Global & Disaster Medicine

Widespread outbreaks of hepatitis A across the United States

CDC

Since March 2017, CDC’s Division of Viral Hepatitis (DVH) has been assisting multiple state and local health departments with hepatitis A outbreaks, spread through person-to-person contact.

The hepatitis A vaccine is the best way to prevent HAV infection

  • The following groups are at highest risk for acquiring HAV infection or developing serious complications from HAV infection in these outbreaks and should be offered the hepatitis A vaccine in order to prevent or control an outbreak:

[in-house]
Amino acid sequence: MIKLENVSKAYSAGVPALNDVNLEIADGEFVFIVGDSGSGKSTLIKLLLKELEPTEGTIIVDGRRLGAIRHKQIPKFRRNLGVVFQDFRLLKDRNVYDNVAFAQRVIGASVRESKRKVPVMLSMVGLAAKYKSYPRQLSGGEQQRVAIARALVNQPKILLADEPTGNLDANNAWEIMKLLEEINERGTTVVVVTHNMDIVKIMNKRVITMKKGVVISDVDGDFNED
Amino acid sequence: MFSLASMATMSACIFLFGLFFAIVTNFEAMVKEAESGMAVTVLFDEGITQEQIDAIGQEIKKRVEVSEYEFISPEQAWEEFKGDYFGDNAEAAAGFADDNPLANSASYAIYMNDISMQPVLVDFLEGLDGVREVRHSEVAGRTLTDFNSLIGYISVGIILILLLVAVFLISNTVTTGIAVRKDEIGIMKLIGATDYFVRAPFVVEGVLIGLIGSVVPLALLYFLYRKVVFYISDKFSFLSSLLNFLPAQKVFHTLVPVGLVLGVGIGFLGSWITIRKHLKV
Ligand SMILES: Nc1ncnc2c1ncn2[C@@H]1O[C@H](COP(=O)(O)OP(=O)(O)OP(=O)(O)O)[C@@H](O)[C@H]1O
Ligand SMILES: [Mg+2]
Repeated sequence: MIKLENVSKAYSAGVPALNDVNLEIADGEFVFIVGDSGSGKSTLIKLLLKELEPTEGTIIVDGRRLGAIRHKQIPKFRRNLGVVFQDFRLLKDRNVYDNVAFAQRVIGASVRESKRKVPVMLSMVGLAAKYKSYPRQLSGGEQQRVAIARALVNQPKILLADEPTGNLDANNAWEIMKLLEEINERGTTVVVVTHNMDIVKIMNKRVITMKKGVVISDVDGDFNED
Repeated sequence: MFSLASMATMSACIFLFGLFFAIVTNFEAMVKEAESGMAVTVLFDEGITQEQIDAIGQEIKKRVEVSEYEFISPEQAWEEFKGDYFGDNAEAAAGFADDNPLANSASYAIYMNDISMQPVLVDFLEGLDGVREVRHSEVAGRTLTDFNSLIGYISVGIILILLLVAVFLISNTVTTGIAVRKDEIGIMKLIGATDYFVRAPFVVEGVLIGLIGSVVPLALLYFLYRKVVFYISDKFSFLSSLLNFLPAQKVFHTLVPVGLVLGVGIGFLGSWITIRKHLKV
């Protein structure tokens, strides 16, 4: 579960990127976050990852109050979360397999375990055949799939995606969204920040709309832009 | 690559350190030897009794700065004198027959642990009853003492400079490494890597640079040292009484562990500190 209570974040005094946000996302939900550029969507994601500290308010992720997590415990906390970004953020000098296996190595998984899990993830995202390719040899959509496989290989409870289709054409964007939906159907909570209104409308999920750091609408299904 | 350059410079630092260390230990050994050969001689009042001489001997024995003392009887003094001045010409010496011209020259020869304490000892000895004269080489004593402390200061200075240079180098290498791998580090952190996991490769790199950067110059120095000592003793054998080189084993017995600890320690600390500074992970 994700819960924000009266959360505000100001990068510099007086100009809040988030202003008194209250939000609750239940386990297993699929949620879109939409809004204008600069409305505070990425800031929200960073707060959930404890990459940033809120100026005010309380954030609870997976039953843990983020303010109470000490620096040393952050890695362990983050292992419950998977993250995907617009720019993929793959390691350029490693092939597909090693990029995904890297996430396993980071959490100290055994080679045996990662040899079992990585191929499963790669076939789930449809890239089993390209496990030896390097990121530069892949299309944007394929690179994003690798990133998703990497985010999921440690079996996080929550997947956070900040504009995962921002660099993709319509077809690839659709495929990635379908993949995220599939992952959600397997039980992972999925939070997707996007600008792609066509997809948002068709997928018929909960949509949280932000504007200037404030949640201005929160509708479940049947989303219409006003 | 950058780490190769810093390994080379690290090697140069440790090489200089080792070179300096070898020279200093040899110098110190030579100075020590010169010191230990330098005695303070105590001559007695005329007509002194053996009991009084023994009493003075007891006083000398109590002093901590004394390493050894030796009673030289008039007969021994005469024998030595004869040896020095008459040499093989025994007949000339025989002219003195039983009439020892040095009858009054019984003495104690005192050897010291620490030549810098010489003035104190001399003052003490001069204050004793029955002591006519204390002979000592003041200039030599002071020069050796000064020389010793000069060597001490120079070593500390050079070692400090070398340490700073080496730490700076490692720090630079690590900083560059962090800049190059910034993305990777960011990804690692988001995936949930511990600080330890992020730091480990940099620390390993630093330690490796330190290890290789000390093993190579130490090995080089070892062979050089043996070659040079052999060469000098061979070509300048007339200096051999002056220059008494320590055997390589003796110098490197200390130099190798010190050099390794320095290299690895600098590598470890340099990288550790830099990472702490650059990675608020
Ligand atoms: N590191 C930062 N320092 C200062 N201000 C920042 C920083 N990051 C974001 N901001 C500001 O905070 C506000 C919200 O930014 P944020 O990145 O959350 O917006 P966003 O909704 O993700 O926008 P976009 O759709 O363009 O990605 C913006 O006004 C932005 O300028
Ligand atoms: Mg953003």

• People who use drugs (injection or non-injection)
    • People experiencing unstable housing or homelessness
    • Men who have sex with men (MSM)
    • People who are currently or were recently incarcerated
    • People with chronic liver disease, including cirrhosis, hepatitis B, or hepatitis C
      • One dose of single-antigen hepatitis A vaccine has been shown to control outbreaks of hepatitis A and provides up to 95% seroprotection in healthy individuals for up to 11 years.1,2
      • Pre-vaccination serologic testing is not required to administer hepatitis A vaccine. Vaccinations should not be postponed if vaccination history cannot be obtained or records are unavailable.

      CDC has provided outbreak-specific considerations for hepatitis A vaccine administration.

State-Reported Hepatitis A Outbreak Cases as of June 21, 2019

Data illustrated in this map can be found in the table found directly below

 

 


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